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We’ve Regained the Jobs Lost in the Recession, But the Recovery Isn’t Complete

The U.S. added 217,000 nonfarm jobs in May, fewer than in April but in line with economists’ expectations. But for once, the number that gets the most attention may not be the change in jobs, but the absolute number: 138.5 million, a new record. Five years after the recession ended, the U.S. finally has as many jobs as when it began.

That’s a largely symbolic milestone, one that doesn’t reflect population growth or other factors. I’ll have much more to say about the winners and losers in the slow economic rebound in a separate article Friday. But in the meantime, here are some initial thoughts on the numbers and what they say about a recovery that still has a long way to go.

A solid report and a steady trend: The monthly jobs report is notoriously volatile, so it pays to focus on the longer-run trend. May represents the fourth consecutive month of job growth above 200,000, the first time that’s happened since the recession ended in June 2009. Over the past year, the U.S. has added 2.4 million jobs. That’s a reasonably healthy pace of growth, although there’s little sign of acceleration; the year-over-year pace of job growth has been holding steady at between 2 million and 2.5 million for about 2½ years.

Good news in the household survey: The unemployment rate held steady at 6.3 percent, but that’s better news than it seems. The number of people reporting they were “employed” (based on a separate survey from the payroll figures) rose by 145,000. The reason the unemployment rate didn’t fall is that the number of people who were unemployed also rose, but not because people were losing their jobs. Instead, the increase was driven by people re-entering the labor force to look for work, a possible sign they thought the economy was improving. (As regular readers know, people only count as unemployed if they’re actively searching for work. That means the unemployment rate can be a misleading indicator, falling either because people found jobs or because they gave up looking.)

Jobs growth suggests GDP will rebound: When the Commerce Department said last month that gross domestic product shrank in the first quarter, most economists said not to worry; the contraction, though unusual, was the temporary result of a harsh winter and didn’t reflect a broader slowdown in economic growth. Friday’s jobs report provides further evidence that they were right. The economy has added an average of 214,000 jobs a month so far this year, which hardly suggests a recovery on the verge of fizzling out. Moreover, the retail sector, which was hit particularly hard by the harsh winter, has rebounded fairly strongly this spring, suggesting consumers are once again hitting the mall now that the sun is shining.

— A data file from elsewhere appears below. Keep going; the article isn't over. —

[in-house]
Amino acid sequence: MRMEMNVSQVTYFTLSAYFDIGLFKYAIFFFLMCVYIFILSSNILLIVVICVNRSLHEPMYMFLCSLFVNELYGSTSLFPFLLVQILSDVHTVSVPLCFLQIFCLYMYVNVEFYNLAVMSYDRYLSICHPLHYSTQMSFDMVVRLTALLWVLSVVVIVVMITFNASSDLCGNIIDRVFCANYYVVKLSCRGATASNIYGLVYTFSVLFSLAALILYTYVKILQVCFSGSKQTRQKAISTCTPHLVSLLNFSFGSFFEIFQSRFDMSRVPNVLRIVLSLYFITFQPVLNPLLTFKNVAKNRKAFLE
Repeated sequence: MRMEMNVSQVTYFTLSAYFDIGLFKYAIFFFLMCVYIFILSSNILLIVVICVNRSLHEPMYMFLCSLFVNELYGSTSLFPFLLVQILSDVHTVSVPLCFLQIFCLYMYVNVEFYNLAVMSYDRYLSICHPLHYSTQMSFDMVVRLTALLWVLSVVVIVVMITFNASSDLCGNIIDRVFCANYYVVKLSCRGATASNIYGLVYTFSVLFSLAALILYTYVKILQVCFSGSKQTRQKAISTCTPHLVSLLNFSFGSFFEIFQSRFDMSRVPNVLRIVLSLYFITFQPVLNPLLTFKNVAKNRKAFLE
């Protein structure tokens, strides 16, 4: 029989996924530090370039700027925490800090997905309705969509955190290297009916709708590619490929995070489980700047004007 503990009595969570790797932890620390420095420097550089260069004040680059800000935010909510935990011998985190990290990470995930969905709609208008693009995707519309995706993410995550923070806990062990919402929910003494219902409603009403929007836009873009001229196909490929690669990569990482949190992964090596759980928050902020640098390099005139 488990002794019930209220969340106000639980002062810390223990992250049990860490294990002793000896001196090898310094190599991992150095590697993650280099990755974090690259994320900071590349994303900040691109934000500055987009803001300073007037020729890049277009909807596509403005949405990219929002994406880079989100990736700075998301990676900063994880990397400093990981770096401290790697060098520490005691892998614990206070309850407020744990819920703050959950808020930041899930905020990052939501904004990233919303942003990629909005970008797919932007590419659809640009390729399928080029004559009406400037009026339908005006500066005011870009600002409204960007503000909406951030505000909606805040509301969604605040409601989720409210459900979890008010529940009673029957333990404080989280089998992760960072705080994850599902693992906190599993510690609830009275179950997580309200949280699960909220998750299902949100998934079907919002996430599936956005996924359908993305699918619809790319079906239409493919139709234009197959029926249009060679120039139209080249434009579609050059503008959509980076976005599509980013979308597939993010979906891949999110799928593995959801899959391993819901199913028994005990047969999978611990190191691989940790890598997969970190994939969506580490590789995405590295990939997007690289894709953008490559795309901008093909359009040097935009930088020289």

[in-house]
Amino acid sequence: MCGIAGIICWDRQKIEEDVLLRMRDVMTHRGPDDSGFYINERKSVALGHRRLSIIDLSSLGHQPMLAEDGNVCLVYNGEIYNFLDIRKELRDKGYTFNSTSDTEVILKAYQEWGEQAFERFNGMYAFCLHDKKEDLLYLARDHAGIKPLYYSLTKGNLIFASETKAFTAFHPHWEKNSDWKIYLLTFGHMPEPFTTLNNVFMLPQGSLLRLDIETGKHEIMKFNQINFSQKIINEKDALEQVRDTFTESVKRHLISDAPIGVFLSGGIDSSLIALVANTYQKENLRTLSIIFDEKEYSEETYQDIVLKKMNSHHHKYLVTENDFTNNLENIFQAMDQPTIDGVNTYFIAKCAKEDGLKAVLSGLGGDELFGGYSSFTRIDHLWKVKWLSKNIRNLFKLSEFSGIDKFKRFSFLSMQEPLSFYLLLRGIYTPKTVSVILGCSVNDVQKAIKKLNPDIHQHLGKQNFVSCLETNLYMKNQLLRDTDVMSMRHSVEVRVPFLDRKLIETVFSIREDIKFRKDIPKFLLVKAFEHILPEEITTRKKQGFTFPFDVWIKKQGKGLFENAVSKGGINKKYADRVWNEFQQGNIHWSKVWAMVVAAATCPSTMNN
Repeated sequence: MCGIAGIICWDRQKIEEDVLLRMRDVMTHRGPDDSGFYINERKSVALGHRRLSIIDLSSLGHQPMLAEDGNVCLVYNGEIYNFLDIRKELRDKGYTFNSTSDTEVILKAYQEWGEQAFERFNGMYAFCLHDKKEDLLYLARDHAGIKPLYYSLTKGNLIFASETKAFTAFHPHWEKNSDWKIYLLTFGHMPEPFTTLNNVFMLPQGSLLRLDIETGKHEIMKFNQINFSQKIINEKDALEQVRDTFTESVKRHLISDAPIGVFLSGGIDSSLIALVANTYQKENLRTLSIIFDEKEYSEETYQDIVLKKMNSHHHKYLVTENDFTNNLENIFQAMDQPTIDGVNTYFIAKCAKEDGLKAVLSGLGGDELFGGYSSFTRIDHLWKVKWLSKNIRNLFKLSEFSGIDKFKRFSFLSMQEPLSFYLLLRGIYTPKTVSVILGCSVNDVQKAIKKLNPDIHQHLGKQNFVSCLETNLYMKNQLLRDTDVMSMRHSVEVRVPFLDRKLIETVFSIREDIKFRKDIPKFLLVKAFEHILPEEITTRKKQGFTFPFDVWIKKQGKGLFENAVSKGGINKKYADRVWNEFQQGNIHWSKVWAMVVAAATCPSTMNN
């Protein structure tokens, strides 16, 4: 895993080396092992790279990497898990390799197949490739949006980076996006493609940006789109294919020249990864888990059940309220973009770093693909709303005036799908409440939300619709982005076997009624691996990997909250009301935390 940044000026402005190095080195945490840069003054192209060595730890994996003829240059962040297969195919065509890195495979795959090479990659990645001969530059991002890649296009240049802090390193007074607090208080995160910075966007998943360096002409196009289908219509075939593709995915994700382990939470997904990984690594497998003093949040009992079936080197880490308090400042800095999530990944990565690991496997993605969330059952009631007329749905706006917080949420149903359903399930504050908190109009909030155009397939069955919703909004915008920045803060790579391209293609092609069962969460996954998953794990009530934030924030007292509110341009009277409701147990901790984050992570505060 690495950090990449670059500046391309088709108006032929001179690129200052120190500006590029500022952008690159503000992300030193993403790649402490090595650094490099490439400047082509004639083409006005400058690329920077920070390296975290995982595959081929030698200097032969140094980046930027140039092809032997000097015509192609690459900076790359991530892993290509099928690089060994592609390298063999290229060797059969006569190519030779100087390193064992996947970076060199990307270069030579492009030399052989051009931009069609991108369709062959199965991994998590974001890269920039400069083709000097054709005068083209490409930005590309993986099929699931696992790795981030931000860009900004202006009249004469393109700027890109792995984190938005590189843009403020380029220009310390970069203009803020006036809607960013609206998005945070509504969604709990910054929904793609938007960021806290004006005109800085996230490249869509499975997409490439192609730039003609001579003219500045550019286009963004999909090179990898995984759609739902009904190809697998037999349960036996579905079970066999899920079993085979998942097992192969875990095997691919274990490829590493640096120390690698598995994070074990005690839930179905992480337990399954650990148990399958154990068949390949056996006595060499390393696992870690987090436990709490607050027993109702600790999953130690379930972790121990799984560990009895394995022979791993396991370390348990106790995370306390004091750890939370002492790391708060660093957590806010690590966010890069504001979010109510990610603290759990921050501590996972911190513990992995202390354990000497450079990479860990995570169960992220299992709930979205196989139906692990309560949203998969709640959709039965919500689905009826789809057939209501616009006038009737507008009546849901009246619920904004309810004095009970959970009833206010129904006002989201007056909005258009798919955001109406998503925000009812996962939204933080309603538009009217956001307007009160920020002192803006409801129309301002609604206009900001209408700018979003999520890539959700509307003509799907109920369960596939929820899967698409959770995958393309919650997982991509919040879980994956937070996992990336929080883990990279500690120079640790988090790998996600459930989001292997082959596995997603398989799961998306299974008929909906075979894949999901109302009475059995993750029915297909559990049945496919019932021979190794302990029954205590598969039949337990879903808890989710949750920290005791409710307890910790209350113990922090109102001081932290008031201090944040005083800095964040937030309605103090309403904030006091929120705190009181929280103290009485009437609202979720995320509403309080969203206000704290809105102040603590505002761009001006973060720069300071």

Not just jobs — good jobs: One of the persistent concerns about the recovery has been not just that job growth has been weak, but that many of the jobs that are being created are low-wage and part-time. But as the job market strengthens, that trend may at last be reversing. Average hourly earnings rose by 5 cents in May and are up nearly 50 cents over the past year, representing a 2.1 percent growth rate. That’s far from spectacular, but it’s faster than the rate of inflation and it’s an improvement from earlier in the recovery. Meanwhile, full-time employment is up by more than 2.4 million in the past year, while part-time employment is down by 500,000. The picture isn’t entirely rosy, however. There are still more than 7 million people working part time because they can’t find full-time jobs. And 14,000 of the jobs created in May were temporary jobs, continuing a long-running shift toward temporary employment during the recovery.

Still tough for the unemployed: Just over 2 million unemployed workers found jobs in May, but 2.3 million left the labor force. That represents the 48th time in the past 49 months that jobseekers were more likely to quit looking than to find work. The job-finding rate — the share of the unemployed getting job — ticked down slightly in May, though the longer-run trend is positive. Long-term unemployment continued to decline in May — the number of people out of work for more than six months has dropped by nearly a million in the past year, and the median duration of unemployment is at its lowest level of the recovery — but that probably reflects people giving up looking for work, not finding jobs. Recent research suggests that few of the long-term unemployed are finding sustainable employment.

Watch the revisions: Friday’s report didn’t contain any major revisions; March’s payroll figure was left unchanged, and April’s was revised down by an insignificant 6,000 jobs. But the revisions are often much bigger, so it’s worth remembering that the May figures are preliminary and carry a significant margin of error. So treat all of the commentary with an appropriate dose of salt.

Ben Casselman was a senior editor and the chief economics writer for FiveThirtyEight.